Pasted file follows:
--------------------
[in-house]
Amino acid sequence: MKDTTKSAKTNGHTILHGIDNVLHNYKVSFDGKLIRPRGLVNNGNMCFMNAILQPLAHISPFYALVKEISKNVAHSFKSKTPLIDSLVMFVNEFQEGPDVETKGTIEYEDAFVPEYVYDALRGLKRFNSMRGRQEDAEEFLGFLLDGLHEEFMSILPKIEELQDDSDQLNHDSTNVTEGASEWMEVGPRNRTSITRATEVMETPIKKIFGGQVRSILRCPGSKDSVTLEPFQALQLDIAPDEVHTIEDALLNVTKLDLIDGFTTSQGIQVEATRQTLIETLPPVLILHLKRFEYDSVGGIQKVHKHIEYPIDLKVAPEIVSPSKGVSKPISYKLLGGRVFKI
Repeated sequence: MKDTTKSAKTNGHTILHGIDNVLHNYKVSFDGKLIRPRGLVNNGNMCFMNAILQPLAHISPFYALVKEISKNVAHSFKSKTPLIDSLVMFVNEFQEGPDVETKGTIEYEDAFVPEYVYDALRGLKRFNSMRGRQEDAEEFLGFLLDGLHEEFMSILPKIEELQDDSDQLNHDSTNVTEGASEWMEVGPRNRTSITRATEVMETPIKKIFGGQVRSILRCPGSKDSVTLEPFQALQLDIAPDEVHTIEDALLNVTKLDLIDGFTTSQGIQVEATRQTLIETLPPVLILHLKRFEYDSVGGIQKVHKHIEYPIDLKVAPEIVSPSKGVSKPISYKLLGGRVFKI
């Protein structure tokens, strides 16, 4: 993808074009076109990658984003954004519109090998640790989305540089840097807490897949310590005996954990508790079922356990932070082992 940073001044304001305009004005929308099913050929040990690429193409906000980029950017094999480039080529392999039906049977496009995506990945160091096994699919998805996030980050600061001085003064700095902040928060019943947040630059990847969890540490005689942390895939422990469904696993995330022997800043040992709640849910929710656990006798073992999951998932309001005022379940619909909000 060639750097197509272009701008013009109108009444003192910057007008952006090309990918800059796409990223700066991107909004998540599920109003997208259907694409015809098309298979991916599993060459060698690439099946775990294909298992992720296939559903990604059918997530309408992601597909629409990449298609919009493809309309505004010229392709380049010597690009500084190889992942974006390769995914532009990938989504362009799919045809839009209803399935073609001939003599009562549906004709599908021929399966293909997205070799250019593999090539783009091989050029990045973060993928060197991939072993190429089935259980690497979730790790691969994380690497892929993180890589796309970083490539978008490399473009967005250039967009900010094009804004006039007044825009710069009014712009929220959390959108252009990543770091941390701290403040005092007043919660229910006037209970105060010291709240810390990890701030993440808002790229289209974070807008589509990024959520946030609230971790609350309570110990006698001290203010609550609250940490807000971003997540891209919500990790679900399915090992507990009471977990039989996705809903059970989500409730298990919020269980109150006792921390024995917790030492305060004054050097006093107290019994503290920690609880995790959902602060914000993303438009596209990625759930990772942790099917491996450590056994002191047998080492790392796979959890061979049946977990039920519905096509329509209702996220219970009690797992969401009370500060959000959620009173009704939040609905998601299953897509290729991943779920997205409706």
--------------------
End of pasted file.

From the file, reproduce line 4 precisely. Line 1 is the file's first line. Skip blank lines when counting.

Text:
């Protein structure tokens, strides 16, 4: 993808074009076109990658984003954004519109090998640790989305540089840097807490897949310590005996954990508790079922356990932070082992 940073001044304001305009004005929308099913050929040990690429193409906000980029950017094999480039080529392999039906049977496009995506990945160091096994699919998805996030980050600061001085003064700095902040928060019943947040630059990847969890540490005689942390895939422990469904696993995330022997800043040992709640849910929710656990006798073992999951998932309001005022379940619909909000 060639750097197509272009701008013009109108009444003192910057007008952006090309990918800059796409990223700066991107909004998540599920109003997208259907694409015809098309298979991916599993060459060698690439099946775990294909298992992720296939559903990604059918997530309408992601597909629409990449298609919009493809309309505004010229392709380049010597690009500084190889992942974006390769995914532009990938989504362009799919045809839009209803399935073609001939003599009562549906004709599908021929399966293909997205070799250019593999090539783009091989050029990045973060993928060197991939072993190429089935259980690497979730790790691969994380690497892929993180890589796309970083490539978008490399473009967005250039967009900010094009804004006039007044825009710069009014712009929220959390959108252009990543770091941390701290403040005092007043919660229910006037209970105060010291709240810390990890701030993440808002790229289209974070807008589509990024959520946030609230971790609350309570110990006698001290203010609550609250940490807000971003997540891209919500990790679900399915090992507990009471977990039989996705809903059970989500409730298990919020269980109150006792921390024995917790030492305060004054050097006093107290019994503290920690609880995790959902602060914000993303438009596209990625759930990772942790099917491996450590056994002191047998080492790392796979959890061979049946977990039920519905096509329509209702996220219970009690797992969401009370500060959000959620009173009704939040609905998601299953897509290729991943779920997205409706």